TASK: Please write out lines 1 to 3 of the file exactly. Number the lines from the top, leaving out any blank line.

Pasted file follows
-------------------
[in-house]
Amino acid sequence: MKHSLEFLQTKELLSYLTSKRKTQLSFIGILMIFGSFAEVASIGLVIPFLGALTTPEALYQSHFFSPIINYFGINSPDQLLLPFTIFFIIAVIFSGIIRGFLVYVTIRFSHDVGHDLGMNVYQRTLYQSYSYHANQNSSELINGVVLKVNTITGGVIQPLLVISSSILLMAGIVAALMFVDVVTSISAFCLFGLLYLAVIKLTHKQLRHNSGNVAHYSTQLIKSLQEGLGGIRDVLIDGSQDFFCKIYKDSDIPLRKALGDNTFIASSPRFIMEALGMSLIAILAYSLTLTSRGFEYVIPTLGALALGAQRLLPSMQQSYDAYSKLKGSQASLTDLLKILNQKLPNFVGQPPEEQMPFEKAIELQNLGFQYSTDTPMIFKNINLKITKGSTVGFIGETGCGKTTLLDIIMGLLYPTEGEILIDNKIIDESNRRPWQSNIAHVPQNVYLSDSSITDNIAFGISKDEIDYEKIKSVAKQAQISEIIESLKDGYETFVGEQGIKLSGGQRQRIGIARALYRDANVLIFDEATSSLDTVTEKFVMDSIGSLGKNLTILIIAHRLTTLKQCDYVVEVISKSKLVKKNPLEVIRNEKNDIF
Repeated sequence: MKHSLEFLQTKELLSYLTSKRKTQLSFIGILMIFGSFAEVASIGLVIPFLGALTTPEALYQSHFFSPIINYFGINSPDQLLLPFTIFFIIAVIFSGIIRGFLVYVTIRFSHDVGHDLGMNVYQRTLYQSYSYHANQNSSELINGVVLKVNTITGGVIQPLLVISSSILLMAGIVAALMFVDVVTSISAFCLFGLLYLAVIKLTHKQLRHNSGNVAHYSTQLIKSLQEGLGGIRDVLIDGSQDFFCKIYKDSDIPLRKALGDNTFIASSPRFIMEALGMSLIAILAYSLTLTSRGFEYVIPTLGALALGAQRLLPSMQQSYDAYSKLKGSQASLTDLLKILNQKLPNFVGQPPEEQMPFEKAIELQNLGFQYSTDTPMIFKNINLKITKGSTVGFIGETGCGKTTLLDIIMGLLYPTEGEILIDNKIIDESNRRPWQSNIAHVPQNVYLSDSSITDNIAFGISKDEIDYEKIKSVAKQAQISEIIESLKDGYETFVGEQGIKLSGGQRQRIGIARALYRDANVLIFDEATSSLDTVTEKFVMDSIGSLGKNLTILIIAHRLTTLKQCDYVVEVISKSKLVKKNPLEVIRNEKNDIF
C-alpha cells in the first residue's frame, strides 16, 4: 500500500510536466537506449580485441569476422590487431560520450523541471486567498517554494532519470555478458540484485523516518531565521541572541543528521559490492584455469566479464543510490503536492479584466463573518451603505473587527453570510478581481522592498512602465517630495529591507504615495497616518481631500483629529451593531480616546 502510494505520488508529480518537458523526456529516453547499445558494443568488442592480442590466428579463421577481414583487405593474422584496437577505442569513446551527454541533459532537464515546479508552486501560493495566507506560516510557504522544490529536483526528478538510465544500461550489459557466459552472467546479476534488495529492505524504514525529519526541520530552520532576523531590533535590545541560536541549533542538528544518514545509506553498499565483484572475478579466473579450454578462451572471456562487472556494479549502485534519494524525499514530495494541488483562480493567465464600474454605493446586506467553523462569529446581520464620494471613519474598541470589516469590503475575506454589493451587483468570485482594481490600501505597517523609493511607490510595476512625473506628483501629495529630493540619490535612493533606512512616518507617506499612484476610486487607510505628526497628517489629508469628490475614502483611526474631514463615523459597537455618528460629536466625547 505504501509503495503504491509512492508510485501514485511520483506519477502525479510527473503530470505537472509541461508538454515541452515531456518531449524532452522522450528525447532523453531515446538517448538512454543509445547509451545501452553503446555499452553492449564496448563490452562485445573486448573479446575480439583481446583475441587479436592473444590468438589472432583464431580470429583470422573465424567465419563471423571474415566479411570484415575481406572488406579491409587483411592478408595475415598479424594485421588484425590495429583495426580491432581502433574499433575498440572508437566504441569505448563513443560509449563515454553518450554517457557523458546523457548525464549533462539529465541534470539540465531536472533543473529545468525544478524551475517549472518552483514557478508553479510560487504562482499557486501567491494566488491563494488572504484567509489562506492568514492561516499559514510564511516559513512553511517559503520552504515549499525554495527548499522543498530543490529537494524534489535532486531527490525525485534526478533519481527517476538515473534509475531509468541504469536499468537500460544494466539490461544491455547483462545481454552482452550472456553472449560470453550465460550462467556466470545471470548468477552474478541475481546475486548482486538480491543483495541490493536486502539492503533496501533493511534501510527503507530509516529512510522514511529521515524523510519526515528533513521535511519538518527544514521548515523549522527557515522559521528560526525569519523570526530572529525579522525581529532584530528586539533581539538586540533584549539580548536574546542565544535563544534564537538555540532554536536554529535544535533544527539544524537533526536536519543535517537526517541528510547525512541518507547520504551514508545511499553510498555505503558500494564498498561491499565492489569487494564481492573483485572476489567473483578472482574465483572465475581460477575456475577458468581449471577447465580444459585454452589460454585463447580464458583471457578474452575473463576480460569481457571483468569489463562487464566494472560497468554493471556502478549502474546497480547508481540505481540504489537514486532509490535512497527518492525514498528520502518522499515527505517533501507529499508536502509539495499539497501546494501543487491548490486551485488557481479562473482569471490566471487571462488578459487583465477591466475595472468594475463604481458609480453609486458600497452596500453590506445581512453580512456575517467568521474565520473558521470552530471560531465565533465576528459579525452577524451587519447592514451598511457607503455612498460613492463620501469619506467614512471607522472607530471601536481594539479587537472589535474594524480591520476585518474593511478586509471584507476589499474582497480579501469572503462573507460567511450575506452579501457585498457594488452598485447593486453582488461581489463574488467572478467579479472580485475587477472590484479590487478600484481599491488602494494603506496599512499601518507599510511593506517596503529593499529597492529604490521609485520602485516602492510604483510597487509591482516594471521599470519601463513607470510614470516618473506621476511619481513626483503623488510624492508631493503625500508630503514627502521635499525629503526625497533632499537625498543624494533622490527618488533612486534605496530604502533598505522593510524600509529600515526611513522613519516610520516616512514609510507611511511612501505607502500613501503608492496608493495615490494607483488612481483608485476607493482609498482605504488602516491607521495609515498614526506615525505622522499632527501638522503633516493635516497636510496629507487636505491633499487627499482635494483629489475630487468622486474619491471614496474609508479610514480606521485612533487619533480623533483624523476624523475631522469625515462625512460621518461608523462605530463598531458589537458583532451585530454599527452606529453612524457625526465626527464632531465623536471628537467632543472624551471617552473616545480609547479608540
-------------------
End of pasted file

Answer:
[in-house]
Amino acid sequence: MKHSLEFLQTKELLSYLTSKRKTQLSFIGILMIFGSFAEVASIGLVIPFLGALTTPEALYQSHFFSPIINYFGINSPDQLLLPFTIFFIIAVIFSGIIRGFLVYVTIRFSHDVGHDLGMNVYQRTLYQSYSYHANQNSSELINGVVLKVNTITGGVIQPLLVISSSILLMAGIVAALMFVDVVTSISAFCLFGLLYLAVIKLTHKQLRHNSGNVAHYSTQLIKSLQEGLGGIRDVLIDGSQDFFCKIYKDSDIPLRKALGDNTFIASSPRFIMEALGMSLIAILAYSLTLTSRGFEYVIPTLGALALGAQRLLPSMQQSYDAYSKLKGSQASLTDLLKILNQKLPNFVGQPPEEQMPFEKAIELQNLGFQYSTDTPMIFKNINLKITKGSTVGFIGETGCGKTTLLDIIMGLLYPTEGEILIDNKIIDESNRRPWQSNIAHVPQNVYLSDSSITDNIAFGISKDEIDYEKIKSVAKQAQISEIIESLKDGYETFVGEQGIKLSGGQRQRIGIARALYRDANVLIFDEATSSLDTVTEKFVMDSIGSLGKNLTILIIAHRLTTLKQCDYVVEVISKSKLVKKNPLEVIRNEKNDIF
Repeated sequence: MKHSLEFLQTKELLSYLTSKRKTQLSFIGILMIFGSFAEVASIGLVIPFLGALTTPEALYQSHFFSPIINYFGINSPDQLLLPFTIFFIIAVIFSGIIRGFLVYVTIRFSHDVGHDLGMNVYQRTLYQSYSYHANQNSSELINGVVLKVNTITGGVIQPLLVISSSILLMAGIVAALMFVDVVTSISAFCLFGLLYLAVIKLTHKQLRHNSGNVAHYSTQLIKSLQEGLGGIRDVLIDGSQDFFCKIYKDSDIPLRKALGDNTFIASSPRFIMEALGMSLIAILAYSLTLTSRGFEYVIPTLGALALGAQRLLPSMQQSYDAYSKLKGSQASLTDLLKILNQKLPNFVGQPPEEQMPFEKAIELQNLGFQYSTDTPMIFKNINLKITKGSTVGFIGETGCGKTTLLDIIMGLLYPTEGEILIDNKIIDESNRRPWQSNIAHVPQNVYLSDSSITDNIAFGISKDEIDYEKIKSVAKQAQISEIIESLKDGYETFVGEQGIKLSGGQRQRIGIARALYRDANVLIFDEATSSLDTVTEKFVMDSIGSLGKNLTILIIAHRLTTLKQCDYVVEVISKSKLVKKNPLEVIRNEKNDIF